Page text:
Maha Elgenaidi at ISNA Conference


ING Founder Speaks On Panels
At ISNA Conference

ING founder and trustee Maha Elgenaidi spoke to packed audiences on two panels at the ISNA South Central Zone Conference last weekend in Dallas, Texas. In the first session, which focused on the topic of “Fostering a Healthy Environment for Muslim Families”, she spoke on the need for strong, healthy marriages and families. In the second session, “Creating a Just Society: Love, Compassion, and Respect for Others”, she described some of the take-aways from over two decades of involvement in ING’s educational outreach.

Below are quotes from her presentations at the two sessions.


Fostering a Healthy Environment
for Muslim Families


maha panel isna

Maha Elgenaidi and Altaf Husain

…The Muslim family is our first and most important institution in the Muslim American community and the reason we exist as Muslim organizations: to protect and sustain it. To bring down the current divorce rate among Muslims, we need to invest institutionally in all Muslim families and their needs and not focus only on troubled ones. We need to help to make marriages happier and more fulfilling for both partners equally, so that their children grow up to be well adjusted human beings, grounded in their religion and living out their faith by making contributions to the communities in which they reside. That won’t happen by chance and without support. We need social scientists to study what makes successful Muslim marriages and what programs they need to thrive…

…Celebrating my 19th wedding anniversary this weekend, I can tell you from personal experiences that marriage is about taking the time to spend time together; it’s about communication, negotiation, and continuous re-evaluation of goals and priorities…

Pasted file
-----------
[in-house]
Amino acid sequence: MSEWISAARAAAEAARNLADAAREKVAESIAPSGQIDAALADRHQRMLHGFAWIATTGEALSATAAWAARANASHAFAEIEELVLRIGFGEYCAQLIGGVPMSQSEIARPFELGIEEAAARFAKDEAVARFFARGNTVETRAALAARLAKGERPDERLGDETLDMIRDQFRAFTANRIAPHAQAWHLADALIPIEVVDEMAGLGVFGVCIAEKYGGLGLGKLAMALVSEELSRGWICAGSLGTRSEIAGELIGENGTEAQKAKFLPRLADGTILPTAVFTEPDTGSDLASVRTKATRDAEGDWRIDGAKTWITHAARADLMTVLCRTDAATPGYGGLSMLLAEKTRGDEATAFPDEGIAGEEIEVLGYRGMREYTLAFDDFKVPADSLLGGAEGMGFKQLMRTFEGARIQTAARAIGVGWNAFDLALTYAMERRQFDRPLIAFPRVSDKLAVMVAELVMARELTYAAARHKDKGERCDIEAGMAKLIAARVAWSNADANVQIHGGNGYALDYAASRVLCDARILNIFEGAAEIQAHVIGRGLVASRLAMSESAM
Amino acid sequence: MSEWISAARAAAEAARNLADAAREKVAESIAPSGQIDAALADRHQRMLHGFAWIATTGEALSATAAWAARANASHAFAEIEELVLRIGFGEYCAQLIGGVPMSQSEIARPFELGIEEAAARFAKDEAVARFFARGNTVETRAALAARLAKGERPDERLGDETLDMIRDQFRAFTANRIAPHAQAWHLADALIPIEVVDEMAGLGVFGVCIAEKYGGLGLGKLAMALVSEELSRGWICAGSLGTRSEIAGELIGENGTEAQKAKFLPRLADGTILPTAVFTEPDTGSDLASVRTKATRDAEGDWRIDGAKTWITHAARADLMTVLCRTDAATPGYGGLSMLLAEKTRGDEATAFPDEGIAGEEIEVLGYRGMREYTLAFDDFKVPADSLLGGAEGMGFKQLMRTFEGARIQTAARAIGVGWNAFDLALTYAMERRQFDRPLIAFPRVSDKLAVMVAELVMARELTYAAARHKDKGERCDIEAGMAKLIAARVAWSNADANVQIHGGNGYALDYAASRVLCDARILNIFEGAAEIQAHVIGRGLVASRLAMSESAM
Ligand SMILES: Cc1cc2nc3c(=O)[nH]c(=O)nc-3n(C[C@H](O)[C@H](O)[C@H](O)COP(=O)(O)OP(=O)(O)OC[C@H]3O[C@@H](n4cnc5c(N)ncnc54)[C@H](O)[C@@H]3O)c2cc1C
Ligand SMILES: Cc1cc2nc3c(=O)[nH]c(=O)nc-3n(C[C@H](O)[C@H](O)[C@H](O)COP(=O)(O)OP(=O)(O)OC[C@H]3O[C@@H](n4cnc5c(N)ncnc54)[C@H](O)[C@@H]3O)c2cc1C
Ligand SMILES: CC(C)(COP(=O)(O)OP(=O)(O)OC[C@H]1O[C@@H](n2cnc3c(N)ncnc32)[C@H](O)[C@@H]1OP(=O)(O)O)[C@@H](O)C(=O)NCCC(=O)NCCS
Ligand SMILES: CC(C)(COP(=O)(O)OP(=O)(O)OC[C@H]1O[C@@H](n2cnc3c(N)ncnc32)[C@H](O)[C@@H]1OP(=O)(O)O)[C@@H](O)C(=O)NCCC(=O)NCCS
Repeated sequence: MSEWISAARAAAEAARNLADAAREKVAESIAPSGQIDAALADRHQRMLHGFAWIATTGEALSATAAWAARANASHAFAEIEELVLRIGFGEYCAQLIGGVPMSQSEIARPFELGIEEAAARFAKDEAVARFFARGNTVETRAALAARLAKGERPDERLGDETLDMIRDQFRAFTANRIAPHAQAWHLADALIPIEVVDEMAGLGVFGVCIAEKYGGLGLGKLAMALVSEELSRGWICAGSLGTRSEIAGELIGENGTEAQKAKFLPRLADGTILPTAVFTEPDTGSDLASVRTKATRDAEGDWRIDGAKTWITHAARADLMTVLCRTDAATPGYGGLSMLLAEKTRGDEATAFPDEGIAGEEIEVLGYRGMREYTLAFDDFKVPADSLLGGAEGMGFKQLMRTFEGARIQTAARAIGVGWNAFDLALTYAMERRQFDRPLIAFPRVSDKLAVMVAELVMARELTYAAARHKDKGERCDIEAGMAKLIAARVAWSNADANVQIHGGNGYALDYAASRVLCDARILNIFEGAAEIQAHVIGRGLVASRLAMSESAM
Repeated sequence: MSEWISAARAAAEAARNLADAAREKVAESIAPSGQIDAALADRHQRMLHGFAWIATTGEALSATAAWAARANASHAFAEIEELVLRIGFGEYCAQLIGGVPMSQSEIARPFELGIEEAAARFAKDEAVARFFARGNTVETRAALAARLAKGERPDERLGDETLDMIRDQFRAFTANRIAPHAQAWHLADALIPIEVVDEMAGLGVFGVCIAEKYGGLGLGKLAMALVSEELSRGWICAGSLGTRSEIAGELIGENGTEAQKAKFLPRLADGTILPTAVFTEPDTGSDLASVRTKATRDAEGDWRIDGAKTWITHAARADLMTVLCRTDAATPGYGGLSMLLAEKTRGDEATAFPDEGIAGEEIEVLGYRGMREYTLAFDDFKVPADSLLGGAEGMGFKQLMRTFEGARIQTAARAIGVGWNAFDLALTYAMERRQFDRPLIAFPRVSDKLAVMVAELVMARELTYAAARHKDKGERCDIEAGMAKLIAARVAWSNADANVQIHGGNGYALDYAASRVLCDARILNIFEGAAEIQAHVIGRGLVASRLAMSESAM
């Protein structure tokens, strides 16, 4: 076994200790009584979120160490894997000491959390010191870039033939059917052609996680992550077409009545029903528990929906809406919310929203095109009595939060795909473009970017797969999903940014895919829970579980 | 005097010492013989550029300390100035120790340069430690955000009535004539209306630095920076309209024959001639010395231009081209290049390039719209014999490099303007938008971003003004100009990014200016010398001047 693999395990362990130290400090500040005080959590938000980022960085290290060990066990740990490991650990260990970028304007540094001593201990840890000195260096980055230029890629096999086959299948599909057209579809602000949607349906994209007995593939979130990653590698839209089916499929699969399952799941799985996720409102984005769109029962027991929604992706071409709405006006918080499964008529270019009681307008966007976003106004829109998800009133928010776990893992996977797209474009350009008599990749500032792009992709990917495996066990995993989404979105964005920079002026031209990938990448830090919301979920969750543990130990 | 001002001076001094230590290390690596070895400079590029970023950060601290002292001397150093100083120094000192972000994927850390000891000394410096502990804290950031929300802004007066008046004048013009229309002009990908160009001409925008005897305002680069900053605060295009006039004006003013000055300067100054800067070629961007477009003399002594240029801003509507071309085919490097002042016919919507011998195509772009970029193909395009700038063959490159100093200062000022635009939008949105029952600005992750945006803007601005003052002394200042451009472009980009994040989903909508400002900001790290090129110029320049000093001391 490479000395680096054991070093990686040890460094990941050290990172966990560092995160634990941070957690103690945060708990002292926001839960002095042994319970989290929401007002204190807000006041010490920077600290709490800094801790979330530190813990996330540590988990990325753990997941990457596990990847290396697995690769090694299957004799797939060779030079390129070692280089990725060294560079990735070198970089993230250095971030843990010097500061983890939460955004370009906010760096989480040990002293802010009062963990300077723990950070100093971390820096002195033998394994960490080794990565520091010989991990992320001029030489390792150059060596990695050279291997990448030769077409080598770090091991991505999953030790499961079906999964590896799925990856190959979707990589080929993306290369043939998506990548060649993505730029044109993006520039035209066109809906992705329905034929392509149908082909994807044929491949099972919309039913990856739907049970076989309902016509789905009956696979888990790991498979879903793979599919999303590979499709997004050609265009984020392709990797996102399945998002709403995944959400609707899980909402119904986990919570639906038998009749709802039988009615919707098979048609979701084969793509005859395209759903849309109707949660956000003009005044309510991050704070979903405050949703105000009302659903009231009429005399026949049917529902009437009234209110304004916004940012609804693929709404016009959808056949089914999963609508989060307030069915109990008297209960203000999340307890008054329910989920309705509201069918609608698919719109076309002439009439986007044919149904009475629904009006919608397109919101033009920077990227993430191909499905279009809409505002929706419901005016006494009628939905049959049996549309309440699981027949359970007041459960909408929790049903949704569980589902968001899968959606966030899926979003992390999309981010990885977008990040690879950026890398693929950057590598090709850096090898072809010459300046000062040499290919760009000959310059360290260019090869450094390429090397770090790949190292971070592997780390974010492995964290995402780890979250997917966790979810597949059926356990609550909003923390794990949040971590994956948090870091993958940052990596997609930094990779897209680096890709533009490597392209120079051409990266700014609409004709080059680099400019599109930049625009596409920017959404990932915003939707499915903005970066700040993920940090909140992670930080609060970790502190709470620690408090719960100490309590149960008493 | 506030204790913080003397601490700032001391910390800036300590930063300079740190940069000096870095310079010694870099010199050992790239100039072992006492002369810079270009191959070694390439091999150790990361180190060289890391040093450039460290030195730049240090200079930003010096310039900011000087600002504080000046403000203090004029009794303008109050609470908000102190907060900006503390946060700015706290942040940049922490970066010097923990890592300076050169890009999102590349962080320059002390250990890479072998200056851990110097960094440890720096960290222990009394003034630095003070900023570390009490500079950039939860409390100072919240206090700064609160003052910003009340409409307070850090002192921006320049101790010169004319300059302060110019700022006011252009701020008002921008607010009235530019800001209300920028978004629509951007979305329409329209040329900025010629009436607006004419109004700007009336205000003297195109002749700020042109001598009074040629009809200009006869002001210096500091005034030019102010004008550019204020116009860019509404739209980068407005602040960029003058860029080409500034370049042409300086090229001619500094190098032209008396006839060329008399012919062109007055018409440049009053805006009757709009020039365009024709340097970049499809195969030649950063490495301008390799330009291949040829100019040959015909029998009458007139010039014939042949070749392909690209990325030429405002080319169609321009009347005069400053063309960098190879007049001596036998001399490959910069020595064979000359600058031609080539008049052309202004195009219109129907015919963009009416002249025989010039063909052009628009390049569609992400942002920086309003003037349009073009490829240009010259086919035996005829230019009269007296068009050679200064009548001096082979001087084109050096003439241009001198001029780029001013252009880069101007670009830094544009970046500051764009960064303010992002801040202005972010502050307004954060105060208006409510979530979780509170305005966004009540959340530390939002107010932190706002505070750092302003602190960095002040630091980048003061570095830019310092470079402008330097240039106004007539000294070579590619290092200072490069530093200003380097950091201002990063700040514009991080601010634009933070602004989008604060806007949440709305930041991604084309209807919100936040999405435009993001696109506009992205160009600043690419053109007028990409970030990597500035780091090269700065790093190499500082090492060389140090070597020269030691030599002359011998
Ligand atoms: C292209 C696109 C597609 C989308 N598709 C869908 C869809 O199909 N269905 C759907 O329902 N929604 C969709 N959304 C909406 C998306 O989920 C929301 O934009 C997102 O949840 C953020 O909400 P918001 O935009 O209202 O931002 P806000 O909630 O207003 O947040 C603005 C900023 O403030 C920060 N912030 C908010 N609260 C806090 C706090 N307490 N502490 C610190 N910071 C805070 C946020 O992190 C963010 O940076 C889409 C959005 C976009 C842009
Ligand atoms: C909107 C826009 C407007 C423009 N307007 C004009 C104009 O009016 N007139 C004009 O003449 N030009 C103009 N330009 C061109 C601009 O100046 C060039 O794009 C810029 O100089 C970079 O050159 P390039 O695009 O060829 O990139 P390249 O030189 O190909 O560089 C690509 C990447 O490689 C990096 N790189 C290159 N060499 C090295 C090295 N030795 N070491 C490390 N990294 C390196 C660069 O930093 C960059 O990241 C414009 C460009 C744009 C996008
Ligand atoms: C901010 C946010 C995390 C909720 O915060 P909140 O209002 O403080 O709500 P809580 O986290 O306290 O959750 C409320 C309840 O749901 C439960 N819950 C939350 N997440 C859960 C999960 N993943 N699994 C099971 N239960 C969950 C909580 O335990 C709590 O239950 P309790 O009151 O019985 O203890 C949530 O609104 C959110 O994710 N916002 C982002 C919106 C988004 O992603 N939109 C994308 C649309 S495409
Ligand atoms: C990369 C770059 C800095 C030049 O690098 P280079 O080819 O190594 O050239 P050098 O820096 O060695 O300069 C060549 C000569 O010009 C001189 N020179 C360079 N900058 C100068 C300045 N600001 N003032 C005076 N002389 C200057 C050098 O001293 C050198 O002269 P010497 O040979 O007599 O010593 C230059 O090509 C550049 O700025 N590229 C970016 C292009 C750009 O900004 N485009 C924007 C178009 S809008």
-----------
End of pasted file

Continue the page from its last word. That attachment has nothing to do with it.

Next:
Creating a Just Society: Love, Compassion, and Respect for Others

maha panel isna1

From left to right: Maha Elgenaidi, Shaykh Yasir Qadri, Abdul Nasir Jangda

…Our circumstances are such that we no longer have the luxury not to be engaged in the public square. And we don’t have to look far for the reasons:

  1. Public sentiments towards Muslims are still negative; one of every two Americans has a negative view of Islam and Muslims.
  2. Islamophobes continue to cause concerns, as shown by biased police training and sharia ban campaigns all across the country, which in some states have been legislated into law.
  3. Public policies showing an anti-Muslim bias continue in force, such as the New York City Police Department’s practice of monitoring Muslims regardless of criminal activity, and the No Fly lists, from which Muslims have little to no recourse to get themselves removed.
  4. Muslim children continue to experience hate-motivated bullying. A recent study in California showed that 50% of Muslim children are being bullied, while in other states the figure ranges as high as 80%.
  5. The American public wants answers to questions raised by media coverage of Muslims and is demanding information about Islam and Muslims from institutions such as schools that teach about Islam in social studies and world history…

…Some of the take-aways from our 21 years of work in the field of educational activism include:

  1. If you are not at the table, you’ll be excluded or, worse, you’ll be on the menu; you should not complain about either if you don’t take the trouble to participate.
  2. The vast majority of Americans are honestly interested in discovering the truth about Muslims and are not Islamophobes and have no anti-Muslim agenda; they just want to understand.
  3. Most Americans want to believe there is an alternative narrative to what they see on FOX News.
  4. Once they are given an alternate narrative that answers their questions, they are able to understand that Muslims are not monolithic and that a few bad apples shouldn’t characterize the whole Muslim community.
  5. It is imperative that American Muslims be involved and engaged in outreach work if we want not only to avoid stereotyping and the results it produces but also to build an inclusive America for our children and grandchildren. And this should be our greatest calling and the motivation for our outreach…


Save the Date!
ING Ramadan Dinner
Sunday, July 13th


ING‘s annual Ramadan dinner will be on Sunday, July 13th at the Muslim Community Center in Pleasanton. The event will feature Bay Area scholar and activist Usama Canon and ING founder and trustee Maha Elgenaidi. They will discuss the important and timely topic of First Principles in Islam.
To learn more or register see here